8.6.2.1 Toxicity from molybdenum in dietary supplements.

8.7 Molybdenum requirements.

9 Nickel, boron, vanadium, cobalt and other trace metal nutrients.

9.1 Introduction.

9.2 Nickel.

9.1.1 Chemical and physical properties of nickel.

9.2.2 Nickel in food and beverages.

9.2.3 Dietary intake of nickel.

9.2.3.1 Intake of nickel from dietary supplements.

9.2.4 Absorption and metabolism of nickel.

9.2.5 Dietary requirements for nickel.

9.3 Boron.

9.3.1 Chemical and physical properties of boron.

9.3.2 Uses of boron.

9.3.3 Boron in food and beverages.

9.3.3.1 Dietary intake of boron.

9.3.3.2 Boron intakes by vegetarians.

9.3.3.3 Boron intakes from supplements.

9.3.4 Absorption and metabolism of boron.

9.3.5 Boron: an essential nutrient?.

9.3.6 An acceptable daily intake for boron.

9.4 Vanadium.

9.4.1 Chemical and physical properties of vanadium.

9.4.2 Production and uses of vanadium.

9.4.3 Vanadium in food and beverages.

9.4.3.1 Dietary intakes of vanadium.

9.4.3.2 Intake of vanadium from dietary supplements.

9.4.4 Absorption and metabolism of vanadium.

9.4.5 Vanadium toxicity.

9.4.6 Vanadium requirements.

9.5 Cobalt.

9.5.1 Chemical and physical properties of cobalt.

9.5.2 Production and uses of cobalt.

9.5.3 Cobalt in food and beverages.

9.5.4 Absorption and metabolism of cobalt.

9.5.5 Dietary intake recommendations for cobalt.

9.5.5.1 Safe intakes of cobalt.

9.6 Other possibly essential trace metals and metalloids.

9.6.1 Silicon.

9.6.2 Arsenic.

9.6.3 Other as-yet unconfirmed essential trace metals and metalloids.

Index.

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Connor Reilly is Emeritus Professor of Public Health at the Queenland University of Technology, Brisbane, Australia, and is also Visiting Professor of Nutrition at Oxford Brookes University, Oxford, UK.
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* vital information for all nutritional scientists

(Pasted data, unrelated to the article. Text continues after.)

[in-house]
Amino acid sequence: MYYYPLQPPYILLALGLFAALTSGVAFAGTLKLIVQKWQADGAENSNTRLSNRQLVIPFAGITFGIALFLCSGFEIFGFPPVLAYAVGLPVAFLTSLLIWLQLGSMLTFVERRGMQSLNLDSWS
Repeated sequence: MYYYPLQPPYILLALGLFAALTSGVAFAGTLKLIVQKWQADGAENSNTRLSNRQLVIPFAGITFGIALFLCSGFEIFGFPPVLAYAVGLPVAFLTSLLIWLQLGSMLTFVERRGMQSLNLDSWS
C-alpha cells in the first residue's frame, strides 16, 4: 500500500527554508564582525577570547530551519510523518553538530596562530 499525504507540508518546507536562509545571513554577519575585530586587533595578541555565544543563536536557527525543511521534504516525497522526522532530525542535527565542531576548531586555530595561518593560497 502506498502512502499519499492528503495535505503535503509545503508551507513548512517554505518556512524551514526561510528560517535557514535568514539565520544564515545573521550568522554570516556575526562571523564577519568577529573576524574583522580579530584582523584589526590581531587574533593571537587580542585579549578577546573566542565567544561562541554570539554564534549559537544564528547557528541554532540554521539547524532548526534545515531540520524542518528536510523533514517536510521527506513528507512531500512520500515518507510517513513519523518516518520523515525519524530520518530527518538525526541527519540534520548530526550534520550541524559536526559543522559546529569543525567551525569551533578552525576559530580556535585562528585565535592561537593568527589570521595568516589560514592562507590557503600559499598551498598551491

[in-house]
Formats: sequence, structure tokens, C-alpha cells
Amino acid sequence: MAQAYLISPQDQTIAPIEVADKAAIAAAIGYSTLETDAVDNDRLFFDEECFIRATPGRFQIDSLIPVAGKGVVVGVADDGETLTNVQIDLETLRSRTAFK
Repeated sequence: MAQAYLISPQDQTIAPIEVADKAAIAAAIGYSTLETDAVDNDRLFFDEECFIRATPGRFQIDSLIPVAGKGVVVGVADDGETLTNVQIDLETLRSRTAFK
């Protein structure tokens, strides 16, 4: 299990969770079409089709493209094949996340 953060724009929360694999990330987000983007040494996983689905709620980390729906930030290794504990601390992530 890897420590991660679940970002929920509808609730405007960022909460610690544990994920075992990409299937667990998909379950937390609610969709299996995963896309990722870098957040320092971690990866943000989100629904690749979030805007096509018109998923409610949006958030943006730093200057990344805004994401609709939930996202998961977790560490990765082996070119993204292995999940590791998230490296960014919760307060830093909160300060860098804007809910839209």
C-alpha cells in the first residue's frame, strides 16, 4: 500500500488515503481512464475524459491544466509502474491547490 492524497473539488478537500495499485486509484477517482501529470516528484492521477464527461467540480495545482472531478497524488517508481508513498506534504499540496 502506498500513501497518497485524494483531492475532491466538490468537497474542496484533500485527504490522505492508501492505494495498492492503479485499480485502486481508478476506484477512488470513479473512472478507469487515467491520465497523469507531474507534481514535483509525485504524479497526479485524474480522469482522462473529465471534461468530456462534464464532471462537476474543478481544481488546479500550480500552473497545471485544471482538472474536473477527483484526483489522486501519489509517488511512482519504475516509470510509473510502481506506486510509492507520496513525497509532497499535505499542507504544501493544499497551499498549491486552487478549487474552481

* the area has been neglected in many previous nutrition books
* extremely well-respected and well-known author
* commercially-useful information on ingredients for food companies
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"This book discusses the role played by trace metals in human metabolism. It is intended for use by food scientists in fields such as food fortification as well as nutritionists, dietitians and other health professionals wanting to learn more about trace metals as dietary components."
Food Science & Technology Abstracts, Vol 37 (3) 2005

"This book covers the roles played by trace elements in human metabolism. It provides information on thir nature and function, and discusses reports from the specialist literature, highlighting current thinking concerning the effect of these trace elements.
This book will be particularly useful for undergraduates in dietetics and nutrition courses and will be of value to medical and pharmaceutical and other healthprofessionals, including alternative health practitioners.
It could also serve as a reference book for food scientists and technologists, as well as for administrators and others in the food industry who need to nore more about the nutritional trace elements that occur in processed and other foods either naturally or added in fortification."
CAB Abstracts, 2005

"The Nutritional Trace Metals is a unique reference source for food scientists and technologists (espicially those involved in food fortification and pharmaceutical product formulation. i.e. nutraceuticals and functional foods), dietiticans and other health professionals, including physicians, who wish to know more about these vital components of the diet."

International Journal of Food Science and Technology 2005

"...essential reading for public health professionals."

"The selenium chapter is a tour de force with a wide ranging discussion on the magnitude and implications of selenium defiency".

"This is a fine addition to the body of available literature on trace metals of nutritional significance and covers teh important trace elements including iron, zinc, copper, selenium, manganese, molybdenum, etc".

Maternal and Child Nutrition Volume 2 Issue 2 April 2006